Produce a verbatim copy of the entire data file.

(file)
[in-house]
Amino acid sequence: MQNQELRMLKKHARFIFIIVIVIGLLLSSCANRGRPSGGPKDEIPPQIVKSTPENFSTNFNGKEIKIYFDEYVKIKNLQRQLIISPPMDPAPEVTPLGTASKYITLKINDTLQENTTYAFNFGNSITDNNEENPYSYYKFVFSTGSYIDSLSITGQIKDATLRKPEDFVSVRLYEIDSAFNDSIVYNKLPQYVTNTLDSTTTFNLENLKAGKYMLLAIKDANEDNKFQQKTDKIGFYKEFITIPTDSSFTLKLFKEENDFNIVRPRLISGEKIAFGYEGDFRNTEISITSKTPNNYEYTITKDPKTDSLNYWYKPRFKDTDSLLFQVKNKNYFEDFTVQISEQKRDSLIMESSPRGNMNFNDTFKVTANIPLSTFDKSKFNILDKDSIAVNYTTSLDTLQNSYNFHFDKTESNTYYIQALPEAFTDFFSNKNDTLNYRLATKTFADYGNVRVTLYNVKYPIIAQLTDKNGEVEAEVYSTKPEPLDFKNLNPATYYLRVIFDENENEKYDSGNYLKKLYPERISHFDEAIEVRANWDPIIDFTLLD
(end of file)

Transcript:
[in-house]
Amino acid sequence: MQNQELRMLKKHARFIFIIVIVIGLLLSSCANRGRPSGGPKDEIPPQIVKSTPENFSTNFNGKEIKIYFDEYVKIKNLQRQLIISPPMDPAPEVTPLGTASKYITLKINDTLQENTTYAFNFGNSITDNNEENPYSYYKFVFSTGSYIDSLSITGQIKDATLRKPEDFVSVRLYEIDSAFNDSIVYNKLPQYVTNTLDSTTTFNLENLKAGKYMLLAIKDANEDNKFQQKTDKIGFYKEFITIPTDSSFTLKLFKEENDFNIVRPRLISGEKIAFGYEGDFRNTEISITSKTPNNYEYTITKDPKTDSLNYWYKPRFKDTDSLLFQVKNKNYFEDFTVQISEQKRDSLIMESSPRGNMNFNDTFKVTANIPLSTFDKSKFNILDKDSIAVNYTTSLDTLQNSYNFHFDKTESNTYYIQALPEAFTDFFSNKNDTLNYRLATKTFADYGNVRVTLYNVKYPIIAQLTDKNGEVEAEVYSTKPEPLDFKNLNPATYYLRVIFDENENEKYDSGNYLKKLYPERISHFDEAIEVRANWDPIIDFTLLD